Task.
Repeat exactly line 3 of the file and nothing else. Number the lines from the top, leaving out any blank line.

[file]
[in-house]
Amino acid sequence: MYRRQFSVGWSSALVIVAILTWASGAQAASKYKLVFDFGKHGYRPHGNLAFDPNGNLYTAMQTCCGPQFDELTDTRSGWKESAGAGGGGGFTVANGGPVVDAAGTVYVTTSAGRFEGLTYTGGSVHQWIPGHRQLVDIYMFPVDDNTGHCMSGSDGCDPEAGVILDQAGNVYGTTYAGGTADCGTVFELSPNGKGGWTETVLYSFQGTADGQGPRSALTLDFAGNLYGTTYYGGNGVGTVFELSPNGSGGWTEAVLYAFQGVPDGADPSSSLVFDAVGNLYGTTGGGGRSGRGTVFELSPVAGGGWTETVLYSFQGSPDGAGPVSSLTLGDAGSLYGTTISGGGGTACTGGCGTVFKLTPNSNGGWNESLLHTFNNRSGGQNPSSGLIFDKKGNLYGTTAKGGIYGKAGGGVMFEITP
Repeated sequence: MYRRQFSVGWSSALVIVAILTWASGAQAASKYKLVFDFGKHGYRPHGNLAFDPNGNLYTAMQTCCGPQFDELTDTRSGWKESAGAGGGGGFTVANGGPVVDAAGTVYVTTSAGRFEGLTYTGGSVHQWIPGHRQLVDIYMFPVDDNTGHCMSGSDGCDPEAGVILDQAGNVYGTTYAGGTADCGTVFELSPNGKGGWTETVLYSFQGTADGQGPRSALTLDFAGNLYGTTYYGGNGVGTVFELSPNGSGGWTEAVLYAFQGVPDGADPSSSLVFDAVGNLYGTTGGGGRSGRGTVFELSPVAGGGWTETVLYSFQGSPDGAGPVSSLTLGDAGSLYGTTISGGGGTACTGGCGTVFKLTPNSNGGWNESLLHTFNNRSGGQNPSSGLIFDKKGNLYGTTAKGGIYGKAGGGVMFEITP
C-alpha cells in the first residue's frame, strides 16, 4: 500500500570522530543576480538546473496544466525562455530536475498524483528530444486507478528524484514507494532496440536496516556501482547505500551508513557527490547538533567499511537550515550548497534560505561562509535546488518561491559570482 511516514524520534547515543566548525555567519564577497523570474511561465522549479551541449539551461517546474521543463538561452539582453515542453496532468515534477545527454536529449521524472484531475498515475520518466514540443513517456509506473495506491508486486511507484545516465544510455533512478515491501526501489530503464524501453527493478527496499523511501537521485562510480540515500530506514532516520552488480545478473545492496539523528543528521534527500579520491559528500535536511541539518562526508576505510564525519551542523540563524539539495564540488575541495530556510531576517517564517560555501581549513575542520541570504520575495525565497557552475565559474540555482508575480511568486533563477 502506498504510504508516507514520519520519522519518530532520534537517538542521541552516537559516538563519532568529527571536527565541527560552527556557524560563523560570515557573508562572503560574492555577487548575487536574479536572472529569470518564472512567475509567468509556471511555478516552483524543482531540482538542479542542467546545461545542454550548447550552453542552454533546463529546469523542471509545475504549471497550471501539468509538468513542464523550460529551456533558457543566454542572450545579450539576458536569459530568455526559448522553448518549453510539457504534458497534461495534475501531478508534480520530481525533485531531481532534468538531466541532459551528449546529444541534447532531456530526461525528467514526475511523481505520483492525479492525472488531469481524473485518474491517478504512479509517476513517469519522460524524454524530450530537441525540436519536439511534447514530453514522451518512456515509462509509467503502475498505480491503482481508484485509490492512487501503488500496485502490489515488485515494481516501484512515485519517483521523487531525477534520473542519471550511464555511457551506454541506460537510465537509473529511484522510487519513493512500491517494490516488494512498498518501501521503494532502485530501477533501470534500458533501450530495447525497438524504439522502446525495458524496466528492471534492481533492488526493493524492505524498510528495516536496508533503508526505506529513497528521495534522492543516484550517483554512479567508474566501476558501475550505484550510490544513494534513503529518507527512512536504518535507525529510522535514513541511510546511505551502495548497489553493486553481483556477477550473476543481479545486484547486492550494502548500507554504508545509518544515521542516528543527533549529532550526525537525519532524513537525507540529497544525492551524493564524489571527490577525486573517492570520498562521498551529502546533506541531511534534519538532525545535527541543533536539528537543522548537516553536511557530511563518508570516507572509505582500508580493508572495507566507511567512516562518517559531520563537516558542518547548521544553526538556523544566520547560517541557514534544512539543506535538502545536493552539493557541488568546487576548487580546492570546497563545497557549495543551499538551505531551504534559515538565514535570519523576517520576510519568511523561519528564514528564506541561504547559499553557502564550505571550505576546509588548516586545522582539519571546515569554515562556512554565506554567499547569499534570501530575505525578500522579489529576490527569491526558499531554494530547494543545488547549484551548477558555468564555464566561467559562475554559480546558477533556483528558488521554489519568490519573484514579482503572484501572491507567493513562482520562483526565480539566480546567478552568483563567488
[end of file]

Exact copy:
Repeated sequence: MYRRQFSVGWSSALVIVAILTWASGAQAASKYKLVFDFGKHGYRPHGNLAFDPNGNLYTAMQTCCGPQFDELTDTRSGWKESAGAGGGGGFTVANGGPVVDAAGTVYVTTSAGRFEGLTYTGGSVHQWIPGHRQLVDIYMFPVDDNTGHCMSGSDGCDPEAGVILDQAGNVYGTTYAGGTADCGTVFELSPNGKGGWTETVLYSFQGTADGQGPRSALTLDFAGNLYGTTYYGGNGVGTVFELSPNGSGGWTEAVLYAFQGVPDGADPSSSLVFDAVGNLYGTTGGGGRSGRGTVFELSPVAGGGWTETVLYSFQGSPDGAGPVSSLTLGDAGSLYGTTISGGGGTACTGGCGTVFKLTPNSNGGWNESLLHTFNNRSGGQNPSSGLIFDKKGNLYGTTAKGGIYGKAGGGVMFEITP